As I write this column, construction is winding down at our Ambler store. The target opening date is somewhere around Oct. 6, though that might change — this is our fourth target opening date — but in any case, we’re getting close. Good thing too, as by this point my fingernails will need all of 2018 to grow back.
I shouldn’t complain. The project has gone remarkably well, with delays and “change orders” (constructionspeak for cost overruns) that are, I’m told, fairly typical for a job of this scope.
So the paint’s dry, the equipment’s humming and the shelves are getting stocked. Plan on paying a visit soon.
The store is the manifestation of hard work by innumerable people, perhaps driven by different motives but all embracing the cooperative business model. As a result, Weavers Way Ambler represents the single biggest opportunity in the near term to grow the cooperative economy in the Philadelphia area.
Already, before the doors open, we can count over a thousand new members in and around Ambler, most joining in the last few months, many as part of our partnership with the former Ambler Food Co-op. Their patronage will keep millions of dollars in the local economy, stanching at least some of the economic leakage that comes with patronizing the big out-of-town corporate chains.
To accomplish this, our Ambler store will have to operate as a first-rate grocer, offering exceptional service, amazing food and good value.
Wait till you see it. The store looks grand, and it’s chock-full of amenities: ample parking, wide aisles, handicapped-accessible bathrooms, a café seating area and lots and lots of space, which will allow us to offer a larger selection of products than we can fit in our other stores.
The store’s size has raised an important question. The small scale of our Mt. Airy and Chestnut Hill stores creates a sense of intimacy, friends and neighbors rubbing shoulders – often bumping shoulders – and in so doing, elevating the chore of going to store to a higher purpose: grocery shopping as civil engagement.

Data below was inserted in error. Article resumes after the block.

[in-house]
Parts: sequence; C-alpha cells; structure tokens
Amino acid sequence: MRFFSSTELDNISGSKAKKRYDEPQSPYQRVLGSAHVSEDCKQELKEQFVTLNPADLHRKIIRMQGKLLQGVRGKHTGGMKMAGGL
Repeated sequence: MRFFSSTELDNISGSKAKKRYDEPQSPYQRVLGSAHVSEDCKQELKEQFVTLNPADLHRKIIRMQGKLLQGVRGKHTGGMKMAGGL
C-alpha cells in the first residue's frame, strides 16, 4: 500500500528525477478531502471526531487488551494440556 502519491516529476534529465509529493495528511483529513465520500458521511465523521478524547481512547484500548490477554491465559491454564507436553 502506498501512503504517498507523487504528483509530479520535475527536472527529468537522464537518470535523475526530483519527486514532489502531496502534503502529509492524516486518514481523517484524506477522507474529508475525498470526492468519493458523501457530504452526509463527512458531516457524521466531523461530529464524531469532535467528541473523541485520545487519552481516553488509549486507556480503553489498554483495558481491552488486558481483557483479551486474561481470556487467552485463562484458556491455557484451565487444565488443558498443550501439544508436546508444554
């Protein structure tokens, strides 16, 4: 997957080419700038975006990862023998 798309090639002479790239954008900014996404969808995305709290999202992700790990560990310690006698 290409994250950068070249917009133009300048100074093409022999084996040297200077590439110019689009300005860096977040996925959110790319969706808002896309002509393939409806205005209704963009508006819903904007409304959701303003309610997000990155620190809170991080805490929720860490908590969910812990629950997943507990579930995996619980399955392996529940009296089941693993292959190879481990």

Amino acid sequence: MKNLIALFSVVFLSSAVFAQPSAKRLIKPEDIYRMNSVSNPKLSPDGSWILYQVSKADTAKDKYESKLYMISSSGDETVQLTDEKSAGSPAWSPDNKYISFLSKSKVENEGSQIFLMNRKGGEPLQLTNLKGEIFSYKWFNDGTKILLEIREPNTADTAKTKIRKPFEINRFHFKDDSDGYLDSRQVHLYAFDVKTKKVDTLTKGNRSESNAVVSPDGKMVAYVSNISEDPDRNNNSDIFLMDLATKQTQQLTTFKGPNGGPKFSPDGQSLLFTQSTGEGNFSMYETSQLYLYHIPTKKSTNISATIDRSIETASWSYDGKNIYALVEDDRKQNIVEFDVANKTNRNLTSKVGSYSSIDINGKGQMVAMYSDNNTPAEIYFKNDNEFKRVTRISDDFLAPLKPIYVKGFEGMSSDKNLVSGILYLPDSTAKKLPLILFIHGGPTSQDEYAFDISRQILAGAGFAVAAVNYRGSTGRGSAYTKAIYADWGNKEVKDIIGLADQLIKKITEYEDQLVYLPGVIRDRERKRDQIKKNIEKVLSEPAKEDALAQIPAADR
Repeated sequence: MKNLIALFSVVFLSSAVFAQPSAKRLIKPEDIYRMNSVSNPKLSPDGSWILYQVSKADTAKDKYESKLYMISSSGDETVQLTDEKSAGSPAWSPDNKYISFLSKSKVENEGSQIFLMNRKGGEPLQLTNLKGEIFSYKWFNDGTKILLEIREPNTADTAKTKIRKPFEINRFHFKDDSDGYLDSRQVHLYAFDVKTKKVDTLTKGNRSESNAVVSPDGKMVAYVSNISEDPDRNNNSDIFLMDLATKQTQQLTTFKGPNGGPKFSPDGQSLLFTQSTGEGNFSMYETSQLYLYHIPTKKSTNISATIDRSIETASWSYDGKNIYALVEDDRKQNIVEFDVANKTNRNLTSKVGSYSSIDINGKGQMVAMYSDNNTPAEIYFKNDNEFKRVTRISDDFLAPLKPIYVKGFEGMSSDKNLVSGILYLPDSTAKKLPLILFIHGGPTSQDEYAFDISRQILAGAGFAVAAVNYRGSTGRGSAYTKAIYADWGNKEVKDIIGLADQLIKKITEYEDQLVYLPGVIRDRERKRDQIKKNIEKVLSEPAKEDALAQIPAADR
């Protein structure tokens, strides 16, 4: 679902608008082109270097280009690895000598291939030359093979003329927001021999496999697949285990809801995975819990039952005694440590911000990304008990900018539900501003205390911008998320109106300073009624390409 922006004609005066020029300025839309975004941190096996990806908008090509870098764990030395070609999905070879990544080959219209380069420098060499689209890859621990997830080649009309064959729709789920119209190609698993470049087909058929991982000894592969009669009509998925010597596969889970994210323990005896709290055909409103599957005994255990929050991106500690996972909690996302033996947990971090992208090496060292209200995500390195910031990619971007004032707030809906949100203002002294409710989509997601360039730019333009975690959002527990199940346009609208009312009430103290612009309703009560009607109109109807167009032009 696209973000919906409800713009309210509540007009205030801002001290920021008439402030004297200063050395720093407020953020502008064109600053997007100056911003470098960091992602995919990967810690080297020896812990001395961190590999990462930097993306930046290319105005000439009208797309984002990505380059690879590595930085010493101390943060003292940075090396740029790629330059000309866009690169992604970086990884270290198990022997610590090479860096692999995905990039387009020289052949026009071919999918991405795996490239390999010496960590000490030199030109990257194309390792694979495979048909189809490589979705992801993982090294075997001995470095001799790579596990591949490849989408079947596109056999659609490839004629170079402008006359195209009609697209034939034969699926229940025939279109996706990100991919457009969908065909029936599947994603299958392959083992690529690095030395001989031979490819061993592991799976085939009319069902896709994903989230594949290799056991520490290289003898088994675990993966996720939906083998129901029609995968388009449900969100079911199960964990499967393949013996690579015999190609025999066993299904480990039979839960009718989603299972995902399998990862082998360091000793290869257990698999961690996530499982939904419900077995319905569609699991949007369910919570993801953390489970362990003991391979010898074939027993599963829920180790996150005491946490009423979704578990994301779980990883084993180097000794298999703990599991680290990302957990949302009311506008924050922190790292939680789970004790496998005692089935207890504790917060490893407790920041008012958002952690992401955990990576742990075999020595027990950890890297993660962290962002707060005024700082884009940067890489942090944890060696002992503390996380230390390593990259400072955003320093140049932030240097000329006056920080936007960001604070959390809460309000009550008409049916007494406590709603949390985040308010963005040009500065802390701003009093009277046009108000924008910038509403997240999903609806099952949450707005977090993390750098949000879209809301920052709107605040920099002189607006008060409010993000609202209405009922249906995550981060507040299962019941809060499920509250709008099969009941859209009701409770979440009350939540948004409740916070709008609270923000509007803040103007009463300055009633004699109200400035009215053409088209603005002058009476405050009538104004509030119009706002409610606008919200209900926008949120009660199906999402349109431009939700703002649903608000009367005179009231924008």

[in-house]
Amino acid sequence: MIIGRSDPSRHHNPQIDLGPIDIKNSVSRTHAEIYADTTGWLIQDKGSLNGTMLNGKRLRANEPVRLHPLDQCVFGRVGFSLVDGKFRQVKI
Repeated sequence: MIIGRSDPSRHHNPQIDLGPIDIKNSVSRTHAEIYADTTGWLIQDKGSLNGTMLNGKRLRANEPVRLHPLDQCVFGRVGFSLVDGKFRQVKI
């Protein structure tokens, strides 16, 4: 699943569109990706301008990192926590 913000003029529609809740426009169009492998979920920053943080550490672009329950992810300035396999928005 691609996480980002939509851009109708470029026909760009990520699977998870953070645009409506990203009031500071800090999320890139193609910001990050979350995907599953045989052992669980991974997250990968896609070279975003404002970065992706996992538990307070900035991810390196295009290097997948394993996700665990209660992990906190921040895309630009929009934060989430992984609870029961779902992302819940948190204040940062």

But can the same intimacy be produced in a store of 10,000 square feet?
Absolutely. Go to City Market in Burlington, VT, or River Valley in Northampton, MA, or Weaver Street in Carrboro, NC, or dozens of other co-op groceries around the country.
These stores are as big as Weavers Way Ambler, or bigger, but the comradery of their member-owners is easily felt by an observant visitor.
Weavers Way Ambler is our store. We need take ownership of it, embrace it and make it an extension of ourselves. It has to be more than just a place to buy groceries. It has to be our “Third Place.”
Over the last few years, my colleagues on staff and I have talked a lot about the social concept of Third Place. I wrote a Shuttle column about it a while back. The idea, in a nutshell, goes like this: If your First Place is where you live, and your Second Place is where you work or go to school, your Third Place is where you go for community connection.
A Third Place can be a coffee shop, hair salon, pool hall, really anwhere a person can go and feel the pulse of their community. Communities that lack Third Places aren’t really communities at all.
Our Mt. Airy and Chestnut Hill stores are successful not just because we sell a lot of groceries out of them – which we do – but because they serve as Third Places. And for the Ambler store to succeed, it will have to do the same thing.
For me, the store’s café offers the best opportunity for this. At the heart of the café is a long communal table, which I believe will become the heart of the store. This is where we’ll gather, together, as a cooperative community. When I’m in Ambler, that’s where you’ll find me.
We expect to have a significant Working Member presence in Ambler, one that is integral to the store’s culture. Familiar cooperator shifts like packing cookies, stocking shelves and wrapping cheese will all be there, as will new ones like collecting shopping carts and maintaining the café.
We’ll also have plenty of committee work for members and a whole series of workshops to help bring us all together. In short, Weavers Way Ambler will have an abundance of opportunities for members to engage in the cooperative experience, to make the Ambler store their Third Place.
Our hard work is by no means over. To succeed, we will rely on you, as a cooperatively owned enterprise must, our members, specifically our Ambler-area members, to rethink shopping patterns and get into your store, to actively participate in the life of the Co-opinn and to serve as our cooperative vanguard, spreading the word about Weavers Way to your neighbors.
So at last, the next step begins. Time to sell some groceries.
See you around the Co-op.